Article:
My definition of douchebag: a jerk who thinks he is endearing.
My definition of asshole: a jerk that knows he is a jerk and doesn’t care.
Douchebag Cultural MIS-Appropriation is benign. It is the hipster “appropriating” an Indian Headdress. He or she is a conscientious person; but somehow what is cute or ironic to them just strikes the wrong notes with others. Be nice to them. They are douchey, but talk to them nicely. Give them a chance to tell them about your views on Cultural MIS-Appropriation. Best of all, give them a face-saving means to back down.
Asshole Cultural MIS-Appropriation is malignant. It is Daniel Snyder, the NFL owner, not giving a f*** about what others think. In fact, it is more hostile than that- someone trying to dream up data, and opinion polls to shape a narrative. “Redskins” may not have been offensive enough in “99 when the last Patent issue arose- but today it is. This is Asshole Cultural MIS-Appropriation. It is baldfaced. But the bigger crime is that it is unsophisticated. There is no talking nice to the assholes. Keep the high road, but pressure them. Relentlessly vote with your wallet against them. It is useless to appeal to their good graces- appeal to their self-interest- that it is going to cost them in $$$, in licensing, attendance, merchandise, TV revenue, player signings, etc.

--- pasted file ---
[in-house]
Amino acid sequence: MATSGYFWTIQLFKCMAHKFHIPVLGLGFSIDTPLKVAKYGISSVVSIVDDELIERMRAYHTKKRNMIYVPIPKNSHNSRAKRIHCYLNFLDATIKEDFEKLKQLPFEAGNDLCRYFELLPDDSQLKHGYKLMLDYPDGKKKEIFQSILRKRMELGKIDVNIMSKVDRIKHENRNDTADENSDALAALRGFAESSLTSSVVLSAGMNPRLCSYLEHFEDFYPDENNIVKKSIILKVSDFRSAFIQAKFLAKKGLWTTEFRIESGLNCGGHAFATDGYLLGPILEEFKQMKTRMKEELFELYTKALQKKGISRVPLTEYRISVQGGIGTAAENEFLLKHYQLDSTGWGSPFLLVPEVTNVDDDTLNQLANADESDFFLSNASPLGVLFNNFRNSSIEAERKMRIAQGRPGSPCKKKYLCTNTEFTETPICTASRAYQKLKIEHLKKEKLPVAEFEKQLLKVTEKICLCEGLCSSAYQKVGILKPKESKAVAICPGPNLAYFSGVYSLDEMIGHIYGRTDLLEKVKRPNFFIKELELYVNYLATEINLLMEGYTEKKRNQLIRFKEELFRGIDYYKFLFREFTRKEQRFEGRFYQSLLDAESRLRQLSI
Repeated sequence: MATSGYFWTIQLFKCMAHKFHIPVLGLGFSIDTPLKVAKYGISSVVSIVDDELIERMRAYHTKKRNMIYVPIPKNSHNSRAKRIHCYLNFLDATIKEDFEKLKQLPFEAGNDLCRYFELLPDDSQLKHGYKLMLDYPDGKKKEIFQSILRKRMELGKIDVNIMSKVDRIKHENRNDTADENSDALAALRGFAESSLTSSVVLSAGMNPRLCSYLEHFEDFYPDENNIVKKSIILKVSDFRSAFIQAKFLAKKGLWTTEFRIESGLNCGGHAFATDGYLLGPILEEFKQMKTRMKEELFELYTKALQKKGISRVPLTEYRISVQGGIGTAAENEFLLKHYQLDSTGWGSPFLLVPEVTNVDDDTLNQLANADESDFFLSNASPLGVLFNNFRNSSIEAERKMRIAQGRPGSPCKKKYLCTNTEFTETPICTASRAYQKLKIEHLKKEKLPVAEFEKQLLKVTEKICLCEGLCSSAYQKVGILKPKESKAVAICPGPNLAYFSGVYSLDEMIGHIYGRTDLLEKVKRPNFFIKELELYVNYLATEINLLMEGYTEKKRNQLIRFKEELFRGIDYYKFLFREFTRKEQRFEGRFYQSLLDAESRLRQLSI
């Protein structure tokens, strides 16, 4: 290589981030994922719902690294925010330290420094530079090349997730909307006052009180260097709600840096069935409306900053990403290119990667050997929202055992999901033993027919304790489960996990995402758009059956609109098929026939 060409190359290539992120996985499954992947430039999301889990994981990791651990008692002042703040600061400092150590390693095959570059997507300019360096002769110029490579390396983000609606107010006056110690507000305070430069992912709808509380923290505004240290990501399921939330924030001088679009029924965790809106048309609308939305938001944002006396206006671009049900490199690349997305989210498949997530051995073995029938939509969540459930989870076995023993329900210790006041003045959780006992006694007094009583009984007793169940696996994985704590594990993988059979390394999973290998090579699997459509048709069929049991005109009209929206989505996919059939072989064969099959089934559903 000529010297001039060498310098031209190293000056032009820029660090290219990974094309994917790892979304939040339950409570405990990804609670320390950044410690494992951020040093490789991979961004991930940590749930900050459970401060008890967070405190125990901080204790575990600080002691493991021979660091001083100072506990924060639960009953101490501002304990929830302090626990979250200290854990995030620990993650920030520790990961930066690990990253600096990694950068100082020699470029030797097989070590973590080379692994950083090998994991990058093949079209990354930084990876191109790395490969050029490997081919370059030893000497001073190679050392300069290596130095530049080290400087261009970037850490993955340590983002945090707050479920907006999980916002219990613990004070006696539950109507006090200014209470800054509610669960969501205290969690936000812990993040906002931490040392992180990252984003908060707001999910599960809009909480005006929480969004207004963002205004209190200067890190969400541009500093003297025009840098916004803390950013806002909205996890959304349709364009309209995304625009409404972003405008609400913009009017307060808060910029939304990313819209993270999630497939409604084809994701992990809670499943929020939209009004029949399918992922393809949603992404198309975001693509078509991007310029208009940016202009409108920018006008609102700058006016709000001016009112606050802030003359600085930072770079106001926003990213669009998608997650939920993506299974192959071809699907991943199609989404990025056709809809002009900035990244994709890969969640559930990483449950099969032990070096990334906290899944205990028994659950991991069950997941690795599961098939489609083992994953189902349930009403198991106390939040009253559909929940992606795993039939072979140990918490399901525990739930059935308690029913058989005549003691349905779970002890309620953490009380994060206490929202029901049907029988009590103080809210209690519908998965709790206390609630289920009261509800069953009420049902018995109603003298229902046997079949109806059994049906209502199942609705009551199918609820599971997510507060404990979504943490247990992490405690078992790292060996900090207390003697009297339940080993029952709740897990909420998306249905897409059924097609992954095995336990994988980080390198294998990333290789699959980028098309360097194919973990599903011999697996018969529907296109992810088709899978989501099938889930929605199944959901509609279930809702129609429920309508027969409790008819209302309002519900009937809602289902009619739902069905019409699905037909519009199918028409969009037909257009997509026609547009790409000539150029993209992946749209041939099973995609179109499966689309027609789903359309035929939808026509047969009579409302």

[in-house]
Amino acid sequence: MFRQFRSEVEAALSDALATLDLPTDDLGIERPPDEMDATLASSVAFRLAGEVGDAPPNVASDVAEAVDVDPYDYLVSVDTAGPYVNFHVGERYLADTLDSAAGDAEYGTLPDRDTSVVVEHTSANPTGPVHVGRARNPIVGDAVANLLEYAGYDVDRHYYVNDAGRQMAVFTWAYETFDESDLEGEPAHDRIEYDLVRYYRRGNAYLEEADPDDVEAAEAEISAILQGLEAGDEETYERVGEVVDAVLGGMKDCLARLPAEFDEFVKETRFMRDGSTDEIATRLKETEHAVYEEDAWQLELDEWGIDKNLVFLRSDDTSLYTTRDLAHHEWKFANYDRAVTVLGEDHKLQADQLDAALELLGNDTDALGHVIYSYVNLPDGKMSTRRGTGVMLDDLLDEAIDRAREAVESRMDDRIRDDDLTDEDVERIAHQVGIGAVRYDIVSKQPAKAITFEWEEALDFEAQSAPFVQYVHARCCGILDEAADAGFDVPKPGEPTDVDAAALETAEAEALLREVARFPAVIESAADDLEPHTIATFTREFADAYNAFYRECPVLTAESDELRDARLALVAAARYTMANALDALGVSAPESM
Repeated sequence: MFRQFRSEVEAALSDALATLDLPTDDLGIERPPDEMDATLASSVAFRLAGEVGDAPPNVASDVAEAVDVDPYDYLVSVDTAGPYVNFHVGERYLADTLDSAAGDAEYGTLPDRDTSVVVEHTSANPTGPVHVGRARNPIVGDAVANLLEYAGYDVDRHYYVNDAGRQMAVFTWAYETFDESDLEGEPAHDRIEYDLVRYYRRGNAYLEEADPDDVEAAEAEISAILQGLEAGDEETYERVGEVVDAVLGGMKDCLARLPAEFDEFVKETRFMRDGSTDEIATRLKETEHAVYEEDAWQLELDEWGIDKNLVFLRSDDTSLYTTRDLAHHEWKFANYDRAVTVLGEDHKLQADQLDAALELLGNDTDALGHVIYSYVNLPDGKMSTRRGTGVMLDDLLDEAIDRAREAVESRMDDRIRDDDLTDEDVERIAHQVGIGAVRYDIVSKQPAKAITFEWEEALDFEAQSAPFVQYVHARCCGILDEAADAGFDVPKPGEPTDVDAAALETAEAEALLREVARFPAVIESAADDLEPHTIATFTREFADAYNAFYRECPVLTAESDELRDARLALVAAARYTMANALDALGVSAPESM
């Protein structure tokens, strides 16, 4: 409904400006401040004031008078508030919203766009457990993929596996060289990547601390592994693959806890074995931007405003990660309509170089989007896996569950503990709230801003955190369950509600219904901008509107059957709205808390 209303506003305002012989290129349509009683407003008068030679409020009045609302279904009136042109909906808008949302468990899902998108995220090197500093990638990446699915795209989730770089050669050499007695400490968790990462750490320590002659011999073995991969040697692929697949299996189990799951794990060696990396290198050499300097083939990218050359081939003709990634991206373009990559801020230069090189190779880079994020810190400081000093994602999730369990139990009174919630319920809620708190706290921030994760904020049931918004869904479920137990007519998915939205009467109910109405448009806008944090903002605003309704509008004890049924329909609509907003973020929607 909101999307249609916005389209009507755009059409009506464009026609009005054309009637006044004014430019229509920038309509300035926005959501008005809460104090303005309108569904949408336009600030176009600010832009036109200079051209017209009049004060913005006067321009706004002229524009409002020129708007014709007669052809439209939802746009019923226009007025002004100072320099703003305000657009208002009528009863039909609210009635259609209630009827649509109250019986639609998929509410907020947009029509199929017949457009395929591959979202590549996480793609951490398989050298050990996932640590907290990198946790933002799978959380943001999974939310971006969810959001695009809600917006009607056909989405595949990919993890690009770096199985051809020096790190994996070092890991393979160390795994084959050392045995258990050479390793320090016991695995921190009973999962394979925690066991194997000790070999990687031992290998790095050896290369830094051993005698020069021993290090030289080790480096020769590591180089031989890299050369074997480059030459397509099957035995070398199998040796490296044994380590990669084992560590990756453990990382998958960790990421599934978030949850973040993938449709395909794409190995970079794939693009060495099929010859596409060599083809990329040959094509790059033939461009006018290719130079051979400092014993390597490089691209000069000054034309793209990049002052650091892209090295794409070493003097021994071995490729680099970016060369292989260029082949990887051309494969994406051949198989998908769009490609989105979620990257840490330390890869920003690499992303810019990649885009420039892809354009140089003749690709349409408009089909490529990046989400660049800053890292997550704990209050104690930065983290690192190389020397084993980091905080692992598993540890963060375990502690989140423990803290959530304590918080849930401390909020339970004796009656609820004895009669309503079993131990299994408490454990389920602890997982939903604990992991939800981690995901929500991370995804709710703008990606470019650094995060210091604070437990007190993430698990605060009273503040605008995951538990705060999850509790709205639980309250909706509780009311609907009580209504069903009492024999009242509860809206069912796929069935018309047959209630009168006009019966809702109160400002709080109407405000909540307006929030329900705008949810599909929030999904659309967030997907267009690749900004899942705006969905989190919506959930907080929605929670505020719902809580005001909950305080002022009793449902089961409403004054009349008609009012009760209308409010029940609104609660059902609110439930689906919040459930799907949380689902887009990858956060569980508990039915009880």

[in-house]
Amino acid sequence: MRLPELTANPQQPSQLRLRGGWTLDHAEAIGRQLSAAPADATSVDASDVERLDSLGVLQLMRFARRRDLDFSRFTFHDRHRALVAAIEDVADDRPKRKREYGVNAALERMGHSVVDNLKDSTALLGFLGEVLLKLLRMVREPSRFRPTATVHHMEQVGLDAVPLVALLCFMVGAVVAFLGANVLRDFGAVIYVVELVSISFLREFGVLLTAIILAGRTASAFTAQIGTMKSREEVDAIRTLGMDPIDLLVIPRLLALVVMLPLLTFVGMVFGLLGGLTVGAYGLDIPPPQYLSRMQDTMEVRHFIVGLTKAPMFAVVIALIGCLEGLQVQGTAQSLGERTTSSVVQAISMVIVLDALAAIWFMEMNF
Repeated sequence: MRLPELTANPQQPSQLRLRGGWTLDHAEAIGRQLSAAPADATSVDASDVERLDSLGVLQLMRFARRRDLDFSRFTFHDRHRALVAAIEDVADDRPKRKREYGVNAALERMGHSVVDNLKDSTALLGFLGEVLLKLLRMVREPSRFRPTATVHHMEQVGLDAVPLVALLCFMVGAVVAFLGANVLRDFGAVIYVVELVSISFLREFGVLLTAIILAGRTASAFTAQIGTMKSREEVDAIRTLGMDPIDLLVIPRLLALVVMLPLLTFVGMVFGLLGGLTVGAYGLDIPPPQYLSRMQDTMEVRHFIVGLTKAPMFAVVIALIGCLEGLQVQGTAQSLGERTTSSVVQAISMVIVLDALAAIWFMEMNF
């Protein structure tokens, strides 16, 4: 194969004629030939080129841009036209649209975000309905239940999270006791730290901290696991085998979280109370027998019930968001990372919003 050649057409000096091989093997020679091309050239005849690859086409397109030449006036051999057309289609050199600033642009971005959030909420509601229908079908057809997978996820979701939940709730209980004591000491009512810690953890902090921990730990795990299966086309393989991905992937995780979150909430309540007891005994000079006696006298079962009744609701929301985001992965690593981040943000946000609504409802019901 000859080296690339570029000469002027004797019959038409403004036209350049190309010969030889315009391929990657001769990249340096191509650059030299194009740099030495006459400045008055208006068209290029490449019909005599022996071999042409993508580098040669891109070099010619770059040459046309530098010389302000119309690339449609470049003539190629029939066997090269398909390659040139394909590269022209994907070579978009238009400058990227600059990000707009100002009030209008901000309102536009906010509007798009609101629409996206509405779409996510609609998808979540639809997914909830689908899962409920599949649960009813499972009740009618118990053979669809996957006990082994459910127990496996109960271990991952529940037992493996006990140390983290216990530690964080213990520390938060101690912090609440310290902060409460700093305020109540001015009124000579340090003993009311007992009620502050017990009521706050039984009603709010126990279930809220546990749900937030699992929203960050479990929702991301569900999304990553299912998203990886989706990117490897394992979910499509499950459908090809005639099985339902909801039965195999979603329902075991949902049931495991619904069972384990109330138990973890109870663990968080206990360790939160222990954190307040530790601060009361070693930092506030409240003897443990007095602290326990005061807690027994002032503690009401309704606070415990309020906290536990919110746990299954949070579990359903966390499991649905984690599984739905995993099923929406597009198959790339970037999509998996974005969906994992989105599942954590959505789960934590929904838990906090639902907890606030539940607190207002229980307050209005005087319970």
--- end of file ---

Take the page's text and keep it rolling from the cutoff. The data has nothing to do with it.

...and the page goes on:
Know which of the two types of misappropriation you are dealing with- and tailor your response.
Black is modest and arrogant at the same time. Black is lazy and easy - but mysterious. But above all black says this: ‘I don’t bother you - don’t bother meYohji Yamamoto (via never2lat3)
I don’t need to be inspired because I am Asian. Half Chinese. Hence my middle name being Kwong…
These photographs (photographer unknown) are from an exhibit at the 2009 Tong Tong Festival in Den Haag, Holland. The idea was to peek into the living spaces of contemporary Indos, that is line of people descended from Indo-Dutch heritage who once resided in The Dutch East Indies, pretty much all of whom now live in Holland, gleaning what we can.
For more, see here